The Central Bank has said its decision to appoint a ‘special manager’ to Newbridge Credit Union was because the “credit unions regulatory reserves were below the required level” and “there were concerns about its financial position”. The observations were noted in its annual report published last Monday 21 May.
A court appointed “special manager” took over the complete running of Newbridge Credit Union last January following an application by the Central Bank to the Commercial Court in Dublin.
The special manager was tasked with managing the day-to-day running of the credit union and developing a plan to restore its financial position. This was the first action by the Bank under the Central Bank and Credit Institutions (Resolution) Act 2011.
“The Bank will continue to take the necessary actions to resolve weak and non-viable credit unions which it identifies in order to protect members’ savings and maintain the financial stability of the sector,” the annual report noted.
It said the credit union sector overall continued to face significant challenges in 2011. “Falling income, a rising cost base (which includes provisions for bad and doubtful debts) and continuing downward pressure on dividends are all indicators that the sector remains under significant financial stress. The continuing upward trends in the level of reported arrears remain a cause for concern, with the total arrears (over nine weeks) amounting to E1.02bn at 31 December 2011, representing 19.3 per cent of the loan book.”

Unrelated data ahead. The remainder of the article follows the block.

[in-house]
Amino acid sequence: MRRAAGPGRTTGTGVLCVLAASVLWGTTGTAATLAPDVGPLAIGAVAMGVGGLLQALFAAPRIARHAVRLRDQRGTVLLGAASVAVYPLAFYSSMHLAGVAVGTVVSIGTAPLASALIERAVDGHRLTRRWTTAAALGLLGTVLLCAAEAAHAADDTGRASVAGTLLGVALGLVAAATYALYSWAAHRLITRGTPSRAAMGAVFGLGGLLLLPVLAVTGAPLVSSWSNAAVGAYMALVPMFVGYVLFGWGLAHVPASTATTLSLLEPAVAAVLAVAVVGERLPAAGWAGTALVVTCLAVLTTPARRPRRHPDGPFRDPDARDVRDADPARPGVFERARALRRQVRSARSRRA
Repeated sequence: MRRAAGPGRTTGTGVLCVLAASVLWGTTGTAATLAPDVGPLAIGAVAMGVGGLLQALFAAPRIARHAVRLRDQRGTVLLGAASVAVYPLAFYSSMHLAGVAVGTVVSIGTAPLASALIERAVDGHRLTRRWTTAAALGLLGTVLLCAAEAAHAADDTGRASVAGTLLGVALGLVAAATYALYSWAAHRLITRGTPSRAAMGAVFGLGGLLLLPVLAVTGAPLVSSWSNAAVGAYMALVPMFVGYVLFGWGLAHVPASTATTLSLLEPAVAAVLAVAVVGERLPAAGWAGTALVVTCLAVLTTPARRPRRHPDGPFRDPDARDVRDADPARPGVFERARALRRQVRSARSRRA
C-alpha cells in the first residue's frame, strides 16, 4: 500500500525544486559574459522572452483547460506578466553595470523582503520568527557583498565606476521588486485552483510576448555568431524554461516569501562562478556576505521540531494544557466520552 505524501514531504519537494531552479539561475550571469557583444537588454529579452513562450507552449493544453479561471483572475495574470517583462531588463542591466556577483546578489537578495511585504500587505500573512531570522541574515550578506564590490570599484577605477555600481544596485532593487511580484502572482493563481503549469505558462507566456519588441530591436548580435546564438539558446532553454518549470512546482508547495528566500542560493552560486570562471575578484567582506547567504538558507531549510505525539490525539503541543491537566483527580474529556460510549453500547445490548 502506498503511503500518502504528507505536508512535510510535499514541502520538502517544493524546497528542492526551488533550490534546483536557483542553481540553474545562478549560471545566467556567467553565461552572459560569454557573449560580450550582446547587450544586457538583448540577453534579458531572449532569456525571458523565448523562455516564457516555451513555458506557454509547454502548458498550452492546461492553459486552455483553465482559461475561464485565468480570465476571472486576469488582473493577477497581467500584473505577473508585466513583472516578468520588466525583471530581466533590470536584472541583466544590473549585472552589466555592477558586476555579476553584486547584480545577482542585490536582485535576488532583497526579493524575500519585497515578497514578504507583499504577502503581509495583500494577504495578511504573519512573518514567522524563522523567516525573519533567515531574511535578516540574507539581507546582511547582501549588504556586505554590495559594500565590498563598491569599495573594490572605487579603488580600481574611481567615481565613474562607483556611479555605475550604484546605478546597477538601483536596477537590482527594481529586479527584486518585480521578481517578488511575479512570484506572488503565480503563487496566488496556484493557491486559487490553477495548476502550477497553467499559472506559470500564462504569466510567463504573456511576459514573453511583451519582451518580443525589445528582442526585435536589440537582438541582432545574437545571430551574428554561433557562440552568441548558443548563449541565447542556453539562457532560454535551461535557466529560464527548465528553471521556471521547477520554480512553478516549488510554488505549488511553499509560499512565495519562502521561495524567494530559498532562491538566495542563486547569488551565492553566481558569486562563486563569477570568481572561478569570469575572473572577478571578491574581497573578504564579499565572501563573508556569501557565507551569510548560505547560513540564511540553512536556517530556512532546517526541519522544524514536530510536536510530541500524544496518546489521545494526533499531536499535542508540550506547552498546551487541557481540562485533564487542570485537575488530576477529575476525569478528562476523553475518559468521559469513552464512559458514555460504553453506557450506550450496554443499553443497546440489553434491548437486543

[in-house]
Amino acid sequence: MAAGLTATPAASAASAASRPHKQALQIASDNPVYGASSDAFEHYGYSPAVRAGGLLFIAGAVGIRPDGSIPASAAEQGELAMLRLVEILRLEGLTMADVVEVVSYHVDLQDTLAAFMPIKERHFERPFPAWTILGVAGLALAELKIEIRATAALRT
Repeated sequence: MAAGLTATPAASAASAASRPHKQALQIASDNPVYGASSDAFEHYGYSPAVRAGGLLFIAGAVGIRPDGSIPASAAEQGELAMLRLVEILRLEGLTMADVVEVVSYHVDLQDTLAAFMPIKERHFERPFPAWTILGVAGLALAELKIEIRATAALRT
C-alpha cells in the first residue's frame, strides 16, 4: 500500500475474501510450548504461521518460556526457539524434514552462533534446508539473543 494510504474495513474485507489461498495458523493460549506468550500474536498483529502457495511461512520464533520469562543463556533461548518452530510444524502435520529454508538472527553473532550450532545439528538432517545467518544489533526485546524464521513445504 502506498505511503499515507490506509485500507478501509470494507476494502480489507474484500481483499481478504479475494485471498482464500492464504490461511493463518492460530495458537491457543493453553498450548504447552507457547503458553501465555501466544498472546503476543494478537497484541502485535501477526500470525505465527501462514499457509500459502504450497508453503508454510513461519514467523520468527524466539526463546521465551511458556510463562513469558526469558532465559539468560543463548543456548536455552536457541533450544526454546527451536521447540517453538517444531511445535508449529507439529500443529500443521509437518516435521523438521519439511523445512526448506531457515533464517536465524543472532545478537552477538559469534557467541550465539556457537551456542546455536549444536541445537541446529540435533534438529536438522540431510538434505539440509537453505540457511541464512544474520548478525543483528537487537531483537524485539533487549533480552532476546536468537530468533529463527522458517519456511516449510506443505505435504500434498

Meanwhile, one in 10 home-owners in Kildare are in arrears with their mortgage. This is according to new national statistics also highlighted in the Central Bank Annual Report. This works out as many as 4,400 homeowners in the county.
Speaking at its launch, governor Patrick Honohan said the Central Bank is “not comfortable” with the high level of mortgage arrears but they were not unexpected, given the high level of household debt in the country.
It is currently pressing Ireland’s banks to carry out a detailed analysis of their mortgage books to find out which borrowers should voluntarily surrender properties and enter bankruptcy or change the terms of the loans if borrowers cannot repay them.
Mortgage lenders have also been asked to develop more skills and systems to understand and deal with the mortgage problems at the banks. The banks have struggled to cope as they had only “geared” to sell mortgages, said Mr Honohan. “The scale of the problem has overwhelmed the banks and they weren’t well prepared for it,” he said.
- Lisa Deeney